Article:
Getting the music from your computer to your mixing board is no different than patching in a CD player or tape deck. All of my sound events are "mono," so there's no need to configure a stereo connection. In the image of the front of my laptop computer below, the input on the left is for a microphone or 'audio-in." The jack on the right is the "audio-out" jack for a headset or powered speakers. Think of the "powered speakers" as the sound system in your sports facility.

Laptop Jacks

Head to you local electronics parts store and purchase the correct adapters and patch cords to get from the audio-out jack in your computer to the input jack for a channel on your board.

There is a very comprehensive explanation of connecting a computer to your sound system at Bill Buschmeier's Sports Sounds Pro web site. He has graciously allowed me to present the text here:

How to hook up to a Stadium Sound System

I am getting a number of inquiries on how to connect the output from a pc (desktop or laptop) to a stadium sound system. There is no real easy answer, each situation is a little different.

The important thing to remember is that your pc's output is a line level output while most stadium sound systems only accept microphone level inputs.

Here is what works for me. I use the cables/adapters below to connect my laptop to a small field audio mixer (a Shure model 267, around $100.00 plus on ebay). The shure mixer has switchable inputs between mic and line level. The channel I use for my laptop is set to line level. The mixer's main output is also switchable between line and microphone level. I leave it at the microphone level and use a normal XLR microphone cable to connect to the sound system.

The main problem is that the output jack on your pc is a 1/8" mini jack while the input jack on the mixer is an XLR (Female). Here is where the cables come into play.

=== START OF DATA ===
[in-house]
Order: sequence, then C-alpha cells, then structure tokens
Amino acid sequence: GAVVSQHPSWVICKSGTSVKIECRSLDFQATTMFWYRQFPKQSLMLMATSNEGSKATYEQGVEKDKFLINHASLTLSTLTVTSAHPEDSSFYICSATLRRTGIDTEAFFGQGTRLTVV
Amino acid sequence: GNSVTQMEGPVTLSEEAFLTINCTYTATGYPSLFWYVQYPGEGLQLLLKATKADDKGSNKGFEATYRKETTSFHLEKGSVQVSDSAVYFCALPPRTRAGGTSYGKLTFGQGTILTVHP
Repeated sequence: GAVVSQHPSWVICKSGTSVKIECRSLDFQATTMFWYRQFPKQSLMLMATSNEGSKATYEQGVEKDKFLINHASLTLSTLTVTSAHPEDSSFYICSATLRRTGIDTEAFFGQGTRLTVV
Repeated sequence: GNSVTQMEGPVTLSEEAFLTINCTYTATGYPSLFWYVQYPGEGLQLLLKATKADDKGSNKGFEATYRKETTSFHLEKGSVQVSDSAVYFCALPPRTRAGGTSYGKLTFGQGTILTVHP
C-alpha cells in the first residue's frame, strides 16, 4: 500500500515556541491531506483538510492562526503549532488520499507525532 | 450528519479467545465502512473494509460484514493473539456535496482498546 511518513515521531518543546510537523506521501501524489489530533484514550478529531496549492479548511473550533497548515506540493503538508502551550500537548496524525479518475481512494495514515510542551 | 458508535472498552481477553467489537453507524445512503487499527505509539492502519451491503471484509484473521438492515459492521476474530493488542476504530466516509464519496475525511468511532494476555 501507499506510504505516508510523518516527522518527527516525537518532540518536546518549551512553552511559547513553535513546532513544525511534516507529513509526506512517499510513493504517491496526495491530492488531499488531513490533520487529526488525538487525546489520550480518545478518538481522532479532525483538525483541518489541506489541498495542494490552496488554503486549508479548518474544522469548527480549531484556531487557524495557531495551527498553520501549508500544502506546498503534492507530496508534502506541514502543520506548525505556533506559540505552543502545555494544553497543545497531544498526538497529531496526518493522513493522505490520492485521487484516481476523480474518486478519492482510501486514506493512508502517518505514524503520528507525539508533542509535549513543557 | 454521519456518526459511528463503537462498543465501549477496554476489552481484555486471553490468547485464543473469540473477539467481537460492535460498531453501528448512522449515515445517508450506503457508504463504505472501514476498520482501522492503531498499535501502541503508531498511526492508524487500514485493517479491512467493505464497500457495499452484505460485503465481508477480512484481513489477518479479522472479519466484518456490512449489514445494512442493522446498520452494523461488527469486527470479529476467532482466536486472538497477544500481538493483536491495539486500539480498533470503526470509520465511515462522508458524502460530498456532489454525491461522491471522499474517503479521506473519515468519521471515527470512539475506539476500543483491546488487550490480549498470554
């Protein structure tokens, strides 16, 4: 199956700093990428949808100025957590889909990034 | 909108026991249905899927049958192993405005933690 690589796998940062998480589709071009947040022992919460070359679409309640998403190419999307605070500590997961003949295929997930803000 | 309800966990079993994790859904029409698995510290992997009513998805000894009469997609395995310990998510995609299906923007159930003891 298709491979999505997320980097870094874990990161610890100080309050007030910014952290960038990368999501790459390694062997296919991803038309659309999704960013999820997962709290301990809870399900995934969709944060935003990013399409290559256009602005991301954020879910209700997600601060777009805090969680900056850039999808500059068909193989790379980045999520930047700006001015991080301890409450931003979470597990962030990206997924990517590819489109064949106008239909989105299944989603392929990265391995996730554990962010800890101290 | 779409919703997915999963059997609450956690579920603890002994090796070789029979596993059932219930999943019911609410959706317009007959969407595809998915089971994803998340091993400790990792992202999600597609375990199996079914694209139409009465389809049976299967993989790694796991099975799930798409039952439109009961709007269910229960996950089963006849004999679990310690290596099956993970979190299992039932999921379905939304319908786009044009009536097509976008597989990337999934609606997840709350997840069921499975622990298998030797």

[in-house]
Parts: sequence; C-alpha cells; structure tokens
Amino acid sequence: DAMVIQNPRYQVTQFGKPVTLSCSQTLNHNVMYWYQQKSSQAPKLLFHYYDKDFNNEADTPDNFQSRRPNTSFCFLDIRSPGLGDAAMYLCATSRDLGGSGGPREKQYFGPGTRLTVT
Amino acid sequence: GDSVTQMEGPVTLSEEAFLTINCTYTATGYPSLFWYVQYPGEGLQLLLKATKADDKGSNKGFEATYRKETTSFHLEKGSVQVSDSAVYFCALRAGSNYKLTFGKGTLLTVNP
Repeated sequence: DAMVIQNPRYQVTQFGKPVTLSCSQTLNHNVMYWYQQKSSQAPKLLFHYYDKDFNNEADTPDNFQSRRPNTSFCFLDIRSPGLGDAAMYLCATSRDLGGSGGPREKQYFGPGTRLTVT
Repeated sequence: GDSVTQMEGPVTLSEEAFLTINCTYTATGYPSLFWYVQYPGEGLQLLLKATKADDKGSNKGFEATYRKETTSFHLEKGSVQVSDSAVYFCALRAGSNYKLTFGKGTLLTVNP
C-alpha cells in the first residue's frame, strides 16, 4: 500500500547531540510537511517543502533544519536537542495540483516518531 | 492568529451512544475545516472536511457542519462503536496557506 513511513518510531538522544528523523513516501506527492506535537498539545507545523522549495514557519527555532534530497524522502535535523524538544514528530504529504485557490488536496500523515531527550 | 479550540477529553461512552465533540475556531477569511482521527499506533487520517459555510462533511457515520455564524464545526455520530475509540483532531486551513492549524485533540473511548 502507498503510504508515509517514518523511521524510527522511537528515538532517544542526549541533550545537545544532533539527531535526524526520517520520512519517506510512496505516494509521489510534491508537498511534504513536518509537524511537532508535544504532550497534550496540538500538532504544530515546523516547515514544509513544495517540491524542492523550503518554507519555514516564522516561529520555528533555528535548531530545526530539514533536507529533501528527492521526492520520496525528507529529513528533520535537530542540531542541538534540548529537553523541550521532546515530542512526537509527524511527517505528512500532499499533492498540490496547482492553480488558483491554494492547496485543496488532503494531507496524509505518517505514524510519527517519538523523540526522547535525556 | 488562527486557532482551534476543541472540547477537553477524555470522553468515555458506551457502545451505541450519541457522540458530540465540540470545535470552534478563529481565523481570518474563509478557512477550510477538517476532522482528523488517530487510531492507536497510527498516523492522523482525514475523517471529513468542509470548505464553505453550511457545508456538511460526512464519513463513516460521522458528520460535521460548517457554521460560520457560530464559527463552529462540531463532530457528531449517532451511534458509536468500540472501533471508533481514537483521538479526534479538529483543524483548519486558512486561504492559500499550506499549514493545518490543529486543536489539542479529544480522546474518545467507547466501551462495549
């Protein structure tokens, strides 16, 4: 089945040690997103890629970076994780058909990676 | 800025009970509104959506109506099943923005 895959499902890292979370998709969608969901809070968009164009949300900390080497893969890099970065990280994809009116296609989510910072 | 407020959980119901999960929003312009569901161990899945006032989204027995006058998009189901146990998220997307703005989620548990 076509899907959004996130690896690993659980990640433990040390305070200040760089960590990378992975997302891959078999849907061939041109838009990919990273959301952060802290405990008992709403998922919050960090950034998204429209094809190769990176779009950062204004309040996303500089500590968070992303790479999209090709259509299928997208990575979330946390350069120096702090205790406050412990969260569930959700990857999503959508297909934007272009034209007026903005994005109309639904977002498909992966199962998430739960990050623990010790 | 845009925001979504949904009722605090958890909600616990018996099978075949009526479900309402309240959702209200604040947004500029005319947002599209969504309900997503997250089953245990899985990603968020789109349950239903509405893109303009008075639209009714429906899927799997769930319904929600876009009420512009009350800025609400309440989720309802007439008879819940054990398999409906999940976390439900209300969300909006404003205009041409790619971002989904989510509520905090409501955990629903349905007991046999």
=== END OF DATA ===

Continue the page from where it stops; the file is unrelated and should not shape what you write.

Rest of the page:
The first step is to use the "Y" cable (which comes with the Radio Shack Ground-Loop Isolator) which converts the 1/8" stereo output to two RCA jacks. This plugs into the jack on your pc.

The next step is to attach the Ground-Loop Isolator, note that is has two cables on it, a long one and a short one. You connect the SHORT one to the "Y" cable you just connected to your pc in the prior step.

The third step is to attach the RCA three phone plugs adaptor to the LONG cable from the Ground-Loop Isolator. Remember that the output of your pc is stereo and this adapter converts it back to mono.

The fourth speciality cable has an RCA plug (Male) to an XLR plug (Male) that connects to the input XLR Female on the mixer. This cable is more difficult to find but is available on-line from several sources. I have included a link to a firm called Quality Electronics which does carry that cable. If they don't have it, use Google to search the internet for a RCA plug to XLR plug adapter cable.

1). Ground-Loop Isolator (Radio Shack part number 270-054. around $15.00), it comes with a 1/8" stereo plug to two RCA jacks "Y" cable.

2). RCA three phone plugs adapter (Radio Shack part number 274-511, around $2.50)

3). RCA phono plug (Male) to XLR (Male) cable (Quality Electronics part number XRM-110 RCA(M) to XLR(M), around $11.00)

Why the Ground-Loop Isolator

It is quite common to experience a hum or transformer noise when you connect up various audio systems. The Ground-Loop Isolator eliminates that problem of a ground loop between your pc and the sound system.

(Thanks Bill Buschmeier!)


Feel free to contact me with any questions regarding the Windows based audio presentation. You can also e-mail me your phone number (suggest a time to call), and I will be happy to contact you.

E-mail Stanley Sound Productions
or by phone at 727-442-4971 (Mornings are best, EST)